California to Continue Discussions on Sports Betting Bill in January

  • ACA 16 to act as constitutional amendment allowing sports betting throughout the state
  • Bill complicated over Native American tribes' separate attempt to propose changes 
  • Original November hearing reportedly set back after California wildfires
  • Senator Dodd calls for holistic approach to bill, aims to include mobile betting
gambler betting on sports using laptop and mobile device
California is getting closer to a sports betting bill as a new hearing to discuss constitutional amendments is set to take place in January. [Image:]

The conversation continues

The conversation over whether sports betting can be introduced in California will continue in a new hearing scheduled for January 15, 2020. Next month’s hearing will take place following the scrapping of a previous hearing due to wildfires and amid objections from Native American tribes.

ACA 16 will act as a constitutional amendment to allow sports betting throughout the state

California’s gambling bill ACA 16 will act as a constitutional amendment to allow sports betting throughout the state. Local tribes are currently also filing other similar amendments.

2020 ballot pushes for sports betting

According to Senator Bill Dodd, the Chair of the Senate Governmental Organization Committee who sponsored the California gaming bill, he and his Assembly counterpart Adam Gray will continue to hold hearings over ACA 16. This is a 2020 ballot initiative that would amend the Constitution to allow for the regulation of sports betting.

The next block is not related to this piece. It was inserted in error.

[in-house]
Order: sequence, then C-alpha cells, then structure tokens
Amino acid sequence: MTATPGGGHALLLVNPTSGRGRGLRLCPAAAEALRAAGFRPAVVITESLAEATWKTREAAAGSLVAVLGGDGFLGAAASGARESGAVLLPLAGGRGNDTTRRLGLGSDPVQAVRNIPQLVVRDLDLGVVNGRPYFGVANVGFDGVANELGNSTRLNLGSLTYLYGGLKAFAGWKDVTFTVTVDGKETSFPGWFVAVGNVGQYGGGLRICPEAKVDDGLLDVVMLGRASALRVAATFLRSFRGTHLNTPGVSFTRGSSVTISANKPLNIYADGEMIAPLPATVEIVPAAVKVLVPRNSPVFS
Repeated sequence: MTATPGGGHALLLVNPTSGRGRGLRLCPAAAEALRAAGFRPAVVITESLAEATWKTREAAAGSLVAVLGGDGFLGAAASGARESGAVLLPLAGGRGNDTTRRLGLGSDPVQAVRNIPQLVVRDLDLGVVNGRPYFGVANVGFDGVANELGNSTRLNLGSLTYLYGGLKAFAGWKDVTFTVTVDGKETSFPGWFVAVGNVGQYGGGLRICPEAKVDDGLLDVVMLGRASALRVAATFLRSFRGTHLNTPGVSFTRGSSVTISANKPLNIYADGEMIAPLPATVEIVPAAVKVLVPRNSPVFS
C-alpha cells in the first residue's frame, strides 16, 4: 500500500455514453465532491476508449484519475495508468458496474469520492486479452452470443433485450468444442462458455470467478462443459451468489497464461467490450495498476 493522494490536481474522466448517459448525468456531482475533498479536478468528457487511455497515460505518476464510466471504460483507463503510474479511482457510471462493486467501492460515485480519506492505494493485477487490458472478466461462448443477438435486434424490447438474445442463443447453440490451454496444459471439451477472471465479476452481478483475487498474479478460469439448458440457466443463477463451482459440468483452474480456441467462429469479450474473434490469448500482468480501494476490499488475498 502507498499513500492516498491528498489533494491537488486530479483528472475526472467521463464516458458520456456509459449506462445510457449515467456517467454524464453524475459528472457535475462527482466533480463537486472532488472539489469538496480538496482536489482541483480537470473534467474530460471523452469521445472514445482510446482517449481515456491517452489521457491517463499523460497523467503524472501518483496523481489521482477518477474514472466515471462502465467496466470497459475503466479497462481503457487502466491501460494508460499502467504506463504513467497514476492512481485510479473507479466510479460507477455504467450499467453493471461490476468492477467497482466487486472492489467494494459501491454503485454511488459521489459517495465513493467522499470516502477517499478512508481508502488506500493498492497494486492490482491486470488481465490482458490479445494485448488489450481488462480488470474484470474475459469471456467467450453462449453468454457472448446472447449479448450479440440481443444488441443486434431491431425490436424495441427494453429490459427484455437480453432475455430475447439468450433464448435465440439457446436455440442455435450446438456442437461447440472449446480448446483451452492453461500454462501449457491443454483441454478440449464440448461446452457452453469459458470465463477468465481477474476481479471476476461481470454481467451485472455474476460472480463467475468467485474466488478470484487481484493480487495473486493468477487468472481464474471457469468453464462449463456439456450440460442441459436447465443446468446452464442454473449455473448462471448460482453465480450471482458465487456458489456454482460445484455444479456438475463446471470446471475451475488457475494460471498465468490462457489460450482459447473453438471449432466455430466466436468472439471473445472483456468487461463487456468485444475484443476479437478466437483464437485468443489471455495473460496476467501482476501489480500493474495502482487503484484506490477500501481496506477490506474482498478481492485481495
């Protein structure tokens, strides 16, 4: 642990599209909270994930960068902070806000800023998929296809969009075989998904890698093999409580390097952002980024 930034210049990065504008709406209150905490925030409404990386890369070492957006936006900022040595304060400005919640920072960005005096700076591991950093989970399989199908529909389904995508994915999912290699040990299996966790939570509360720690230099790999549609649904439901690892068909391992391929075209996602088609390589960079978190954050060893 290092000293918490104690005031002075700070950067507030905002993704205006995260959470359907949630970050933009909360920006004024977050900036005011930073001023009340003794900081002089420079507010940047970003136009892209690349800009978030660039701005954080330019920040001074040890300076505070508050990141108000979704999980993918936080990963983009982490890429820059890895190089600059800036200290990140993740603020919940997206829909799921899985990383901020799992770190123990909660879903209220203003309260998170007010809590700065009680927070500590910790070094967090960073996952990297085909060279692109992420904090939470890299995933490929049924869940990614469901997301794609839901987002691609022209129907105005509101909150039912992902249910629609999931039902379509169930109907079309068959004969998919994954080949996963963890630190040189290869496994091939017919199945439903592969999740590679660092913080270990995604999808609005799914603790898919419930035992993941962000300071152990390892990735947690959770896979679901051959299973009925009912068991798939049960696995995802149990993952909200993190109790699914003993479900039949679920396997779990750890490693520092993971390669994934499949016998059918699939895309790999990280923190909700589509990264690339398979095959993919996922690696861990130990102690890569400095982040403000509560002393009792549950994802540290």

To pass, the bill would require two-thirds support from the legislature at least 180 days prior to the November elections. So far, all other attempts have failed before reaching the ballot.

Dodd confirmed that the first sports betting hearing will take place in Sacramento. He also said there will be many further hearings before any framework is finalized and the bill is put forward in June.

Wildfires part of the hold-up

The first bill hearing was due to take place on November 20 at the Staples Center in Los Angeles. Two days before the date, eighteen Native American gaming tribes put forward their own ballot in the hope of amending the Constitution to allow sports betting at their casinos and racetracks.

Many believe it was the tribes who had stalled the hearing. Dodd confirmed instead that the setback was due to the raging wildfires that broke out in California at the time. Its rescheduling has since been fraught with problems.

Dodd not surprised by tribes

Dodd told Legal Sports Report that, while he had not been expecting the tribes’ bill, he was not surprised. He added:

They obviously have firm beliefs on what they see should be happening in this area, and that’s their right.”

Being a representative of all of California’s inhabitants, he feels the state should take a more holistic approach to the issue.

Early talks with the tribes to put together a more cohesive plan have not been greeted well. The tribes continue to exclude card rooms, which Dodd believes would limit state revenue from sports betting.

The senator observed: “When you look at all gaming interests in California – FanDuel, DraftKings, sports teams, cardrooms … and all these things – so many people were left out of this initiative. We’ve got to consider them as well as the racetracks and tribes.”

Mobile betting a big part of the bill

Dodd and Gray intend to establish online wagering and the short- and long-term problems of the gambling industry in the new bill.

Dodd also aims to include mobile wagering, having seen its success in sports betting markets such as New Jersey, where mobile betting makes up around 80% of all revenue.

He said: “I think if we don’t include mobile, then sports betting will remain in the shadows in the state of California. Part of our goal is to take it out of the shadows, tax it for the benefit of public schools and make sure problem gamblers get the help they need.”

Representatives from all gaming stakeholders, including the coalition of tribes, are expected to join Dodd and Gray in Sacramento, where all further hearings are set to take place. The plan is to have a full bill with specifics in place by March 2020.